Film: The latest download, streaming, premium video on-demand and DVD/Blu-ray releases

Roger Crow and Damon Smith review the latest download, streaming, premium video on-demand and DVD/Blu-ray releases including Voyagers, Fast & Furious 9, In The Earth, Space Jam: A New Legacy, Old and The World To Come

Katee Sackhoff as Niko Breckinridge and Samuel Anderson as William in Another Life - Season 2
Katee Sackhoff as Niko Breckinridge and Samuel Anderson as William in Another Life - Season 2

Voyagers (Cert 15, 108 minutes, streaming from October 8 exclusively on Sky Cinema, Action/Sci-Fi/Fantasy/Adventure)

Starring: Colin Farrell, Tye Sheridan, Fionn Whitehead, Lily-Rose Depp.

The year is 2063 and thanks to global warming, the Earth is doomed. The nearest habitable world is more than 80 years away so a generation of astronauts is genetically engineered and raised in a protected environment to minimise the stress of leaving terra firma. Scientist Richard Alling (Colin Farrell) realises these children need a guardian and he travels with the pioneers on the one-way mission. The action skips forward a decade with the bright young things aboard their ship, Humanitas. They take their prescribed blue pills, learn lessons about reproduction and enjoy music in a sterile environment. The crew of the Humanitas are hardly the life and soul of the party but there is a reason for their muted behaviour. Blue drugs ensure the travellers’ human instincts are tamed. With limited resources on board, it’s essential that the mission isn’t compromised by unplanned pregnancies. With the “blue” out of his system, Zach (Fionn Whitehead) is seduced by the green-eyed monster and behaves inappropriately towards Sela (Lily-Rose Depp).

A faulty transmitter jeopardises the success of the Humanitas mission and Richard and young ward Chris Rebbs (Tye Sheridan) prepare to venture outside. It may feel like a cinematic patchwork quilt of Lord Of The Flies, 2001: A Space Odyssey, Gattaca, Michael Bay’s The Island and Ender’s Game, but Voyagers is a smart, intelligent and often compelling offering from Limitless writer-director Neil Burger.

Farrell, Ready Player One’s Sheridan and Depp lend credibility to the production, while Burger skilfully ramps up the tension. (RC)

Rating: ****

Fast & Furious 9 (Cert 12, 143 mins, Universal Pictures (UK) Ltd, Action/Thriller/Romance, available now via Premium Video On Demand rental, available to rent from October 11 on Amazon Prime Video/BT TV Store/iTunes/Sky Store/TalkTalk TV Store and other download and streaming services, also available from October 11 on DVD £19.99/Blu-ray £26.99/4K Ultra HD Blu-ray £34.99)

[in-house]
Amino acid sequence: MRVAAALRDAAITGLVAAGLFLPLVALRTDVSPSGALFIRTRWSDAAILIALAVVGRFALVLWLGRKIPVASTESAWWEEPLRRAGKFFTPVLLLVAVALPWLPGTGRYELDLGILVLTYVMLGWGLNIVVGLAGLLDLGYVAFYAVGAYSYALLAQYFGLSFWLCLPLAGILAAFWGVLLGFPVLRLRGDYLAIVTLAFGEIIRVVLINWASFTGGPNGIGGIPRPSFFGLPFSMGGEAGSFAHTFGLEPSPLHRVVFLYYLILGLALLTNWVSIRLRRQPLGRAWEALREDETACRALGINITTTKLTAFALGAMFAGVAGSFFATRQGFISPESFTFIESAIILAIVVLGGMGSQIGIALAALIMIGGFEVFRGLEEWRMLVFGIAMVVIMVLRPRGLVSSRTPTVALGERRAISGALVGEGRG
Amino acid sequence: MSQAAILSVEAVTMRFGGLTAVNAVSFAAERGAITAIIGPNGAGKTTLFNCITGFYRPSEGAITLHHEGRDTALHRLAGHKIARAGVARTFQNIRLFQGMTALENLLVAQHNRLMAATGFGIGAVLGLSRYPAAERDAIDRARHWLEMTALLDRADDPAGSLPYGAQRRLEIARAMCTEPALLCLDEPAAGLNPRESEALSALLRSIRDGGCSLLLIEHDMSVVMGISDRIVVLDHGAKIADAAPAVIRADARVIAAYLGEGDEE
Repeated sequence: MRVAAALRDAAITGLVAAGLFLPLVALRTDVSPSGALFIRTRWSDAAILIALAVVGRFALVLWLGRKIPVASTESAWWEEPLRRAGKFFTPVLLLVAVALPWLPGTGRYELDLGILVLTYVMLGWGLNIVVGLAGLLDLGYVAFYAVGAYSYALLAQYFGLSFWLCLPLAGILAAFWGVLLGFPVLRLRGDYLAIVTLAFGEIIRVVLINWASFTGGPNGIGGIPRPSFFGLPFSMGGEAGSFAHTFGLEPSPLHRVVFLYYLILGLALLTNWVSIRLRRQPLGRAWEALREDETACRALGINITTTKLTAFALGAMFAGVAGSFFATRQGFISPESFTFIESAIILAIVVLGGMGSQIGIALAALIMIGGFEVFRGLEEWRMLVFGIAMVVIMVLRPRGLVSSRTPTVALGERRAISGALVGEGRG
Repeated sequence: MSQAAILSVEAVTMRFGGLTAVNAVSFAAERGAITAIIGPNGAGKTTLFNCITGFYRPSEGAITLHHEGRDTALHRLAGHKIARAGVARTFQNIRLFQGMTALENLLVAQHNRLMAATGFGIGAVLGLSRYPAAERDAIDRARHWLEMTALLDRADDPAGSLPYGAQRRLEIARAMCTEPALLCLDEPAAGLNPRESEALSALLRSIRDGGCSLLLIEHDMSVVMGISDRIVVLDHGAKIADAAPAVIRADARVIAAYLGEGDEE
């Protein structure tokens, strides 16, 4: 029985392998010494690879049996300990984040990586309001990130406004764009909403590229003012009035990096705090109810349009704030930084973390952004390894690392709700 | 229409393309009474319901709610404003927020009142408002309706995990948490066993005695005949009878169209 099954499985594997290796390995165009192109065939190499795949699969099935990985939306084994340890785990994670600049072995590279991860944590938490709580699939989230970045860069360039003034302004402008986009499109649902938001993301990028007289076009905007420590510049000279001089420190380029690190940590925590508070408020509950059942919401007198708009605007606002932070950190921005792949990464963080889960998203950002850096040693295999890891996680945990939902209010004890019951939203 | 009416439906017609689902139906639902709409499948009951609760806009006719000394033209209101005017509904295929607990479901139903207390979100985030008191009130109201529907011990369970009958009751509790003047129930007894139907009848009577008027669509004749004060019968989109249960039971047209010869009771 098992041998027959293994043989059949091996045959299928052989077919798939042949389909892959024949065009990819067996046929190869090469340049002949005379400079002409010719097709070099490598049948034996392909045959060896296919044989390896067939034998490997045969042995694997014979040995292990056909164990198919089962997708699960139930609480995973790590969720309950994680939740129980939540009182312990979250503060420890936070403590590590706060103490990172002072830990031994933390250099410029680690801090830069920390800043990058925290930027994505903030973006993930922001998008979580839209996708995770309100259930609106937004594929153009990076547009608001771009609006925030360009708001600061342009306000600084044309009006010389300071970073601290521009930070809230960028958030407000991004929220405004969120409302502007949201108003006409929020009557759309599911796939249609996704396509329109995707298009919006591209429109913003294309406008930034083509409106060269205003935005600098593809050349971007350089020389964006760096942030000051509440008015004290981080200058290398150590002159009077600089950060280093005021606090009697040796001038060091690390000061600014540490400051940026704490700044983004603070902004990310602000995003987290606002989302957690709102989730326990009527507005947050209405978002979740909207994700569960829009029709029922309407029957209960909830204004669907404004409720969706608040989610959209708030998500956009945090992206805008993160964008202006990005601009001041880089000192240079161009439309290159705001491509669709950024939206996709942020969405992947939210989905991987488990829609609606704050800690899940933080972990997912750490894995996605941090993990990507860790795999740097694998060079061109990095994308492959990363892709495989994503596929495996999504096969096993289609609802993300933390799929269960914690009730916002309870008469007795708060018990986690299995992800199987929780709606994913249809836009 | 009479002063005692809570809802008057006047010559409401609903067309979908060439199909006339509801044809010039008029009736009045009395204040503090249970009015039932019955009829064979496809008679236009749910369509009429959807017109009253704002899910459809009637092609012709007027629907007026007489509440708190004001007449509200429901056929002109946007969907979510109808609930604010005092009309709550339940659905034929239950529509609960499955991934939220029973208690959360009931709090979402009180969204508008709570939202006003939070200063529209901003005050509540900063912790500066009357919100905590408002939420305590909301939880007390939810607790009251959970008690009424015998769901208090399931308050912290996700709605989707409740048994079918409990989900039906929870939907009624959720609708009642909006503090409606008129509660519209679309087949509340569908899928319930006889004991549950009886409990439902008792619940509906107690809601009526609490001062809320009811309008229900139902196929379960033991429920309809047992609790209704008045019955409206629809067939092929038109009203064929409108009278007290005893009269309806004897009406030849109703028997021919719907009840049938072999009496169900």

Starring: Vin Diesel, John Cena, Michelle Rodriguez, Tyrese Gibson, Chris “Ludacris” Bridges, Nathalie Emmanuel, Charlize Theron, Kurt Russell.

Covert ops team leader Mr Nobody (Kurt Russell) captures cyberterrorist Cipher (Charlize Theron) but his plane is shot down over Montequinto.

Dominic Toretto (Vin Diesel), wife Letty (Michelle Rodriguez) and the team – Roman Pearce (Tyrese Gibson), Tej Parker (Chris “Ludacris” Bridges) and hacker Ramsey (Nathalie Emmanuel) – head to the Central American jungle to investigate.

Following a daredevil escape from a minefield, they come face to face with Dom’s younger brother Jakob (John Cena), a master assassin with an axe to grind, preferably against the forehead of his older sibling.

Fast & Furious 9 shifts through first and second gears but never achieves top speed.

The script co-written by director F Gary Gray and Daniel Casey quickly disables the handbrake on plausibility and makes no effort to slalom around gaping p(l)otholes, introducing giant electromagnets for one elaborate set piece that reduces Edinburgh city centre to rubble.

Characters pointedly spend more screen time discussing their apparent invincibility, emerging from outlandish exploits without a scratch, than enriching emotional arcs or making sense of a preposterous quest to retrieve top-secret technology – codename Project Ares.

In one case, a protagonist presumed dead in an automotive fireball at the conclusion of Fast & Furious 6 is resurrected via flashback manipulation.

Once it becomes clear that the racers can survive anything, and know it, Fast & Furious 9 jettisons dramatic tension from its exhaust pipe and screeches through a series of bombastic smash ‘n’ grabs that venture to the only place untouched thus far: outer space. (DS)

Rating: **

In The Earth (Cert 15, 103 mins, Universal Pictures (UK) Ltd, Horror/Thriller/Romance, available from October 11 on Amazon Prime Video/BT TV Store/iTunes/Sky Store/TalkTalk TV Store and other download and streaming services, available from October 25 on DVD £19.99/Blu-ray £26.99)

Starring: Joel Fry, Ellora Torchia, Hayley Squires, Reece Shearsmith, Mark Monero.

In the aftermath of a deadly virus, scientist Martin Lowery (Joel Fry) treks into the wilderness to assist with a groundbreaking study of flora run by his old flame, Dr Olivia Wendle (Hayley Squires).

She is operating in woodland steeped in myth and magic, where local schoolchildren draw pictures of a malevolent forest spirit called Parnag Fegg.